An off-hand remark to me by Chris several weeks ago about wanting to make a gingerbread house from scratch with the kids, somehow led to Chris and the kids elbow deep in ginger and icing sugar while I ran around Barriere on last minute errands on December 23rd!Stephen had every intention of writing the step by step directions but with skiing, visiting, and playing, bedtimes came far too early! I think he took most of the pictures, though. The recipe came from What’s up Kids magazine and the design from an online pattern that Chris found. It was an amazing recipe. Very tasty and structurally sound. However, it didn’t last too long…unlike brittle store-bought gingerbread house kits, it was too tempting…everytime somebody walked by, a gingerbread man lost his buttons! This led to an unfortunate collapse of the chimney stack. Fortunately the gingerbread men were long gone before they saw the demise of the back half of the house…yum…So here are the photos!
Eating out of the pantry is a simple living concept that encourages people to slow down expenditures on groceries by looking through their pantry and freezer to make due with things they already have. This way we make the best use of the things we’ve already bought, and we end up spending less on our grocery bill. I was amazed to discover the last time I cleaned the pantry that I have 10 kinds of bread flour sitting in small bags at the back of the pantry…as well as orzo pasta (great for soup) and some arborio rice. Sitting at the bottom of our freezer is 10-20 pounds of hamburger and stew meat, as well as some ribs and ham and pork ribs. So some things we’ve been doing to “eat out of the pantry and freezer”.1) I have slowly been digging up the meat and trying to use up. I will continue to try to find different recipes for them so that we don’t have weeks of spaghetti sauce or tough old pork chops. This is a slow process for us as we don’t eat much meat. Our chicken harvest from the spring is hardly half used up (we started with 22) so that you should give you an idea of how much meat we eat. I haven’t purchased grocery store meat in almost a year.2) Our pantry has an odd assortment of grains and such that I’m slowly planning to incorporate into my bread, instead of going to buy more flour. This will be a bit of an experiment as I will be changing my regular bread recipes slightly.3) We are using up our preserves. We froze corn and beans and carrots, as well as some blueberries and tomatoes. Our jam has been getting good use and we still have some left, thanks to our afternoon in August picking strawberries from Monica’s garden. We are only buying those fruits and vegetables we don’t have frozen or canned and we feel are necessary (school lunches, for example). Otherwise, if a recipe calls for a vegetable we don’t have, we try to substitute or do without. If we can’t do without we will buy it.4) In the last year I became a roiboos tea drinker, chucking my earl grey in favour of this decaffeinated tea from South Africa (not very local!). I recently discovered that when we had been buying herbal teas — the ones that come with a selection of 4 or 5 different types — we were using the ones we really liked and leaving the rest to accumulate. So before Christmas I went through them (I had to sniff the ones that weren’t in boxes anymore) and decided which ones I could easily drink. Only Licorice Spice got dumped (NOBODY would even try it). I’m almost through the tea now and look forward to buying Roibois again in bulk from Zack’s in Kamloops.5) Making turkey/chicken stock for soup and using leftovers to make soup. O.K. so I’ve always done this, but it bears thinking about as a way to get the most from your grocery bill. Homemade soup = YUM!6) Making nut butter out of the mixed nuts Chis bought inadvertantly thinking it was his mixed nuts for his hot cereal (it had peanuts in it, which he’s not fond of). It made a cup of nut butter which meant I didn’t have to buy any peanut butter (something we tend not to have much of around, since there are a few of us who could eat it with a spoon straight out of the container). Homemade nut butter is even more wonderful but I think because I can control the salt, I don’t crave it as much as the salty/sweet peanut butter from the stores!We’ve been doing all of this while keeping our “deprivation” levels in check. If we feel “deprived” then we’re not being frugal, but cheapening our lives. So far, so good!Does anybody else have stories of eating out of their pantries and freezers? Recipes to do so?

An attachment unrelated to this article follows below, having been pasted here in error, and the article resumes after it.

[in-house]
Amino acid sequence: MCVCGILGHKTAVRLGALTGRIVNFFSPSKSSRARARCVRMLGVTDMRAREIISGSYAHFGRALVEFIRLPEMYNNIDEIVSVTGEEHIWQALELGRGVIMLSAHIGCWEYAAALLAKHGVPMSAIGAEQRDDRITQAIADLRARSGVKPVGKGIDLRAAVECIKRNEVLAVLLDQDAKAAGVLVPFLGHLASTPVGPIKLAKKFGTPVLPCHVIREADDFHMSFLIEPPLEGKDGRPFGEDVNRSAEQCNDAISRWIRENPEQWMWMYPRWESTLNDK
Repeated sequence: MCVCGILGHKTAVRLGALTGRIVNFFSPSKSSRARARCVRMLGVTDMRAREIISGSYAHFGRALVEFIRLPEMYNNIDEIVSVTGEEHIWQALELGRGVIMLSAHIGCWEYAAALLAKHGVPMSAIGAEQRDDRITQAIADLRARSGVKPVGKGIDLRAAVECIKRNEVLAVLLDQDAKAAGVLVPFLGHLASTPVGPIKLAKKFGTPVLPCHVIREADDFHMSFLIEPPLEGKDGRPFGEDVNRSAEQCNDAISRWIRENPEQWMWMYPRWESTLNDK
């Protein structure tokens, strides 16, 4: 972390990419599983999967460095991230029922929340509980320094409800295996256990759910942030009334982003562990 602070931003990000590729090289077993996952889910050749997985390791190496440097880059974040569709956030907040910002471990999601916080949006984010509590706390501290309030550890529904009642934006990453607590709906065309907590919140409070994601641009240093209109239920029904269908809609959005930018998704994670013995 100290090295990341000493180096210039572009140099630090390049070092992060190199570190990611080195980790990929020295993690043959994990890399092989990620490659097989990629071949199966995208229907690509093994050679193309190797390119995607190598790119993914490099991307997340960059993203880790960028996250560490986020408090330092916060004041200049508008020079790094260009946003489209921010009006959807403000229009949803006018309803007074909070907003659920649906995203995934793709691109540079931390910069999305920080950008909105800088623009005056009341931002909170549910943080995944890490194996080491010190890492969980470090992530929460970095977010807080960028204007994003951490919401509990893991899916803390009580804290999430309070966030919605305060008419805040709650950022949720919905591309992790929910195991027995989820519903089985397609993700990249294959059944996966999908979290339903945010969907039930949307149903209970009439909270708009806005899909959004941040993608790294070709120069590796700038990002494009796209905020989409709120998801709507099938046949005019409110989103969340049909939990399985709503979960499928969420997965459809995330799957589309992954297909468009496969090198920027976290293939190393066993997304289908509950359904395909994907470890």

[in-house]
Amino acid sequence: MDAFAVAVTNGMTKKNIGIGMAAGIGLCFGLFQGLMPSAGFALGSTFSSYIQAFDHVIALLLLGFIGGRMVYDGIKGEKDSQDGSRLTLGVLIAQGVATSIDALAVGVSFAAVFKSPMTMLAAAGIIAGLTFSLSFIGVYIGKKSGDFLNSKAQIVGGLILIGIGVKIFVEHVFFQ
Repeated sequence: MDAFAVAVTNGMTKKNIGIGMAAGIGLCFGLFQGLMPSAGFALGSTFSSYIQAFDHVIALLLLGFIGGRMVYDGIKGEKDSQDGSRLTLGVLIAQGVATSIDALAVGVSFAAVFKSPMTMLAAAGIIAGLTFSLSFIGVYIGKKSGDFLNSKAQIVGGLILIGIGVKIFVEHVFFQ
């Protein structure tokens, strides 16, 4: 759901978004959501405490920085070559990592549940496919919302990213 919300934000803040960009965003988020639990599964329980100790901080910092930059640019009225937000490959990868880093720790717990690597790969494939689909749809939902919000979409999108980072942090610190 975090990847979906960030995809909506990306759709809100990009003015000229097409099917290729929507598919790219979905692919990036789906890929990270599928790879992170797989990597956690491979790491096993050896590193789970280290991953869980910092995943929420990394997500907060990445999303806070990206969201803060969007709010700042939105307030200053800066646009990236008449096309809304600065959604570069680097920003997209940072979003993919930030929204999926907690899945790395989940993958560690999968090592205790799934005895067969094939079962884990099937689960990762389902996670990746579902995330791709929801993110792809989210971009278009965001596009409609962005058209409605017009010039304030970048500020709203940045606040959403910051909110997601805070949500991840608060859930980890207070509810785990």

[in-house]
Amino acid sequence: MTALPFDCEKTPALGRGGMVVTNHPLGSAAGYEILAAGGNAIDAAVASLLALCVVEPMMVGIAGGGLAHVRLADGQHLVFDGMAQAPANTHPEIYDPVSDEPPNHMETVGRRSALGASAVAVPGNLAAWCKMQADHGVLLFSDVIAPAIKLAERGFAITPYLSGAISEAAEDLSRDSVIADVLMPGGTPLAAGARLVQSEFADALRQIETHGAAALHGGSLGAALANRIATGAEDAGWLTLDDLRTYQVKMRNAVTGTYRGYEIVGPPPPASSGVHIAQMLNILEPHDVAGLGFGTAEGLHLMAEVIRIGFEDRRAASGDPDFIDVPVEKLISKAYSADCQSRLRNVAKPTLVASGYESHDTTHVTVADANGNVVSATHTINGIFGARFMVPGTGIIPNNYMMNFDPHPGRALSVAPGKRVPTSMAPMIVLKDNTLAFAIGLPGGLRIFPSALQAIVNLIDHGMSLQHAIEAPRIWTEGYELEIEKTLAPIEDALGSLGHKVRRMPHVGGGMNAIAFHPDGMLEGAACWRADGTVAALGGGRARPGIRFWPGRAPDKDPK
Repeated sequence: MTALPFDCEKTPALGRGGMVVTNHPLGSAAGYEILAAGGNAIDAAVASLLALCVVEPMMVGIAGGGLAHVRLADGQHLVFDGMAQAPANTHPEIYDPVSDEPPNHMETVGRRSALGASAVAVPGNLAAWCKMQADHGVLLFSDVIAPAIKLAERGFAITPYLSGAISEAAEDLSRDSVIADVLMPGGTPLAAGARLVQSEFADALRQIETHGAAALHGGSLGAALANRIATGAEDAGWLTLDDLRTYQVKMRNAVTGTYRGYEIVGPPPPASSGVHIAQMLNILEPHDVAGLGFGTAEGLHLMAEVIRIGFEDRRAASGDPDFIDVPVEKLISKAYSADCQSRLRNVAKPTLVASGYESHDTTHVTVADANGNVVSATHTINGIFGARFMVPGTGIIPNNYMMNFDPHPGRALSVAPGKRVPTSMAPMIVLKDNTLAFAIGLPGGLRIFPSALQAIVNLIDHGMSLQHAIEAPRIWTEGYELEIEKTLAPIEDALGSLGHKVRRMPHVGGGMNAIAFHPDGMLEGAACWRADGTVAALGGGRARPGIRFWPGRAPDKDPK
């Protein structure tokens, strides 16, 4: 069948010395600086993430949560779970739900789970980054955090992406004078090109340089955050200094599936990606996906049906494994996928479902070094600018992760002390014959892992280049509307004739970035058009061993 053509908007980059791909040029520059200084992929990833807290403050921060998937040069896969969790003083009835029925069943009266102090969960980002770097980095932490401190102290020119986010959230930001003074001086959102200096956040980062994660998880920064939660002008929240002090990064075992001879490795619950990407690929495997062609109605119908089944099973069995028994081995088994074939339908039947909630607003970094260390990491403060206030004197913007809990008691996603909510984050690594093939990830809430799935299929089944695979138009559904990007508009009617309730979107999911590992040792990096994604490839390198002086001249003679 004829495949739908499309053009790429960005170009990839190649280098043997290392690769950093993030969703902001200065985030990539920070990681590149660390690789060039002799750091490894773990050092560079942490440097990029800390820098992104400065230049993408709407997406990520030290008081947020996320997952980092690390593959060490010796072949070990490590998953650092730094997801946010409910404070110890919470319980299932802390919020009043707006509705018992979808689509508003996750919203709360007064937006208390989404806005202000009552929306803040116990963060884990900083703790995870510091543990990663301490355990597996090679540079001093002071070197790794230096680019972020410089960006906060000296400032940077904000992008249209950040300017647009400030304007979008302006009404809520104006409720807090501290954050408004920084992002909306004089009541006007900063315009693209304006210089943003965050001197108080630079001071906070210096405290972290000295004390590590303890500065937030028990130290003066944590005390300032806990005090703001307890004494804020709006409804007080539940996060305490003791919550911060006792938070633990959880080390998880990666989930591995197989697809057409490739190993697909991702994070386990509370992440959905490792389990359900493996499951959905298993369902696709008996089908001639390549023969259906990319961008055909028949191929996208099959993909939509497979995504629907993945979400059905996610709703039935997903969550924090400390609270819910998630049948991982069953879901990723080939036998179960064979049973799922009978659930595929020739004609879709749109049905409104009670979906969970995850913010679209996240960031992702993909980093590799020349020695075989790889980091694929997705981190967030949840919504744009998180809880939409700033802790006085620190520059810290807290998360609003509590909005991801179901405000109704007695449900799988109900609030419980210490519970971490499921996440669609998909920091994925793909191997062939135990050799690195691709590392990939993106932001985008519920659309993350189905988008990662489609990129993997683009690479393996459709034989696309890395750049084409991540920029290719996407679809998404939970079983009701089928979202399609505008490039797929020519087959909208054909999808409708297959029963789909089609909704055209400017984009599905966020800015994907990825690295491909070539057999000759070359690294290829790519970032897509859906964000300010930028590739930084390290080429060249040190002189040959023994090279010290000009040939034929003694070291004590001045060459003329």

Today December 22nd Katie, Mom and I made chocolate bark for our Christmas baskets (Christmas gifts). Katie did the brown chocolate while I crushed candy canes with a rolling pin.
Then I chopped up the white chocolate while the brown hardened.
After 15 minutes I stared melting white chocolate. When it was melted we had to add more than half of the crushed candy canes. When Katie pulled out the hardened chocolate Mom and I poured the white chocolate over top of the brown.
Then Katie sprinkled the rest of the candy canes on top. Now it is in the fridge hardening. Tomorrow we will break it in to pieces.